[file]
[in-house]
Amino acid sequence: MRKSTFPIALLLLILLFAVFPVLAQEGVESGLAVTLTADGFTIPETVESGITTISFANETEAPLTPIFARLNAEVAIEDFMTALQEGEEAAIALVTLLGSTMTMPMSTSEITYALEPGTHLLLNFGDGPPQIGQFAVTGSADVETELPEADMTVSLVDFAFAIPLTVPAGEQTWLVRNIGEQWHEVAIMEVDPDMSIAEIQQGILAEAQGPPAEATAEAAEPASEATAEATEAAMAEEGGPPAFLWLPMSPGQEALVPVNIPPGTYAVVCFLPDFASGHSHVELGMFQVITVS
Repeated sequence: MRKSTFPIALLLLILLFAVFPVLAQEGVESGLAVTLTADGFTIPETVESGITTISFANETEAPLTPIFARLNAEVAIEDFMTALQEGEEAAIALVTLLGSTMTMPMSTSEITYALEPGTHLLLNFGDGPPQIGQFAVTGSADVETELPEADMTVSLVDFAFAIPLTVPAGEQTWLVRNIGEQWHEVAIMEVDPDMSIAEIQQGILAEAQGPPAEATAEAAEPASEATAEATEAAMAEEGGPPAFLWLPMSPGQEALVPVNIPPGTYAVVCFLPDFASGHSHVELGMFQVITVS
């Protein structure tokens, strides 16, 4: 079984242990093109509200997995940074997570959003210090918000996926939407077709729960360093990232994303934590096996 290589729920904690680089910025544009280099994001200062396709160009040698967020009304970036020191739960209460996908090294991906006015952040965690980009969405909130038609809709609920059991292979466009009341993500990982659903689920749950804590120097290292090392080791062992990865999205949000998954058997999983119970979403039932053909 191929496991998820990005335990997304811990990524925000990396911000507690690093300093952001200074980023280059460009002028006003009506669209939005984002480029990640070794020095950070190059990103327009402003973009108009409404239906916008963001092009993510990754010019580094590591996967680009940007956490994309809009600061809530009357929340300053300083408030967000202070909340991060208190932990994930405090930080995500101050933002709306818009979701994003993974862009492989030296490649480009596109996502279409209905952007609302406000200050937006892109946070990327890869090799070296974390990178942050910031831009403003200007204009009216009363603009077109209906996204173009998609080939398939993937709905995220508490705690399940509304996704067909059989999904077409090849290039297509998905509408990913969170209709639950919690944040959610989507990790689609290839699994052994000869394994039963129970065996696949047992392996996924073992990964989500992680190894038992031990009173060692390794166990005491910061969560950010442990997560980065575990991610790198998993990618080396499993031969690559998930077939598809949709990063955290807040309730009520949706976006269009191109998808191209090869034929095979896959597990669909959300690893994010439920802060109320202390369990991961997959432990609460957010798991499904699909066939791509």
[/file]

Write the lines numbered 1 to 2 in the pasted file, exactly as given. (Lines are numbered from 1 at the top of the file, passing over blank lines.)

[in-house]
Amino acid sequence: MRKSTFPIALLLLILLFAVFPVLAQEGVESGLAVTLTADGFTIPETVESGITTISFANETEAPLTPIFARLNAEVAIEDFMTALQEGEEAAIALVTLLGSTMTMPMSTSEITYALEPGTHLLLNFGDGPPQIGQFAVTGSADVETELPEADMTVSLVDFAFAIPLTVPAGEQTWLVRNIGEQWHEVAIMEVDPDMSIAEIQQGILAEAQGPPAEATAEAAEPASEATAEATEAAMAEEGGPPAFLWLPMSPGQEALVPVNIPPGTYAVVCFLPDFASGHSHVELGMFQVITVS